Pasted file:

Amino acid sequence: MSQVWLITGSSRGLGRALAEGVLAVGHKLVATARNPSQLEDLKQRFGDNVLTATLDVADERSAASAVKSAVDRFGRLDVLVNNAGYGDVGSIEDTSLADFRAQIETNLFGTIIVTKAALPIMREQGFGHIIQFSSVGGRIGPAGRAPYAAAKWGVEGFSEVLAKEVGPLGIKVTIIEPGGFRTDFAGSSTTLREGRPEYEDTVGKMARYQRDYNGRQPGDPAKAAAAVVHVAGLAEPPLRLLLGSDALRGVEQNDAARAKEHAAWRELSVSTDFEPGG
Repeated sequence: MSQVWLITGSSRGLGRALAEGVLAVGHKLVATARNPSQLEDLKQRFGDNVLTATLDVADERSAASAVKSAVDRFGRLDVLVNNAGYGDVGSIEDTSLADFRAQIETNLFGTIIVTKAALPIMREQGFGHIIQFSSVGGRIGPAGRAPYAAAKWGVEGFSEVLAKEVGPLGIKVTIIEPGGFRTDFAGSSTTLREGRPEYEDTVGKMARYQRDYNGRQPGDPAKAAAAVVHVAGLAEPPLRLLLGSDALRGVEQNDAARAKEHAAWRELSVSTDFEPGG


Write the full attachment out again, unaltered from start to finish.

Amino acid sequence: MSQVWLITGSSRGLGRALAEGVLAVGHKLVATARNPSQLEDLKQRFGDNVLTATLDVADERSAASAVKSAVDRFGRLDVLVNNAGYGDVGSIEDTSLADFRAQIETNLFGTIIVTKAALPIMREQGFGHIIQFSSVGGRIGPAGRAPYAAAKWGVEGFSEVLAKEVGPLGIKVTIIEPGGFRTDFAGSSTTLREGRPEYEDTVGKMARYQRDYNGRQPGDPAKAAAAVVHVAGLAEPPLRLLLGSDALRGVEQNDAARAKEHAAWRELSVSTDFEPGG
Repeated sequence: MSQVWLITGSSRGLGRALAEGVLAVGHKLVATARNPSQLEDLKQRFGDNVLTATLDVADERSAASAVKSAVDRFGRLDVLVNNAGYGDVGSIEDTSLADFRAQIETNLFGTIIVTKAALPIMREQGFGHIIQFSSVGGRIGPAGRAPYAAAKWGVEGFSEVLAKEVGPLGIKVTIIEPGGFRTDFAGSSTTLREGRPEYEDTVGKMARYQRDYNGRQPGDPAKAAAAVVHVAGLAEPPLRLLLGSDALRGVEQNDAARAKEHAAWRELSVSTDFEPGG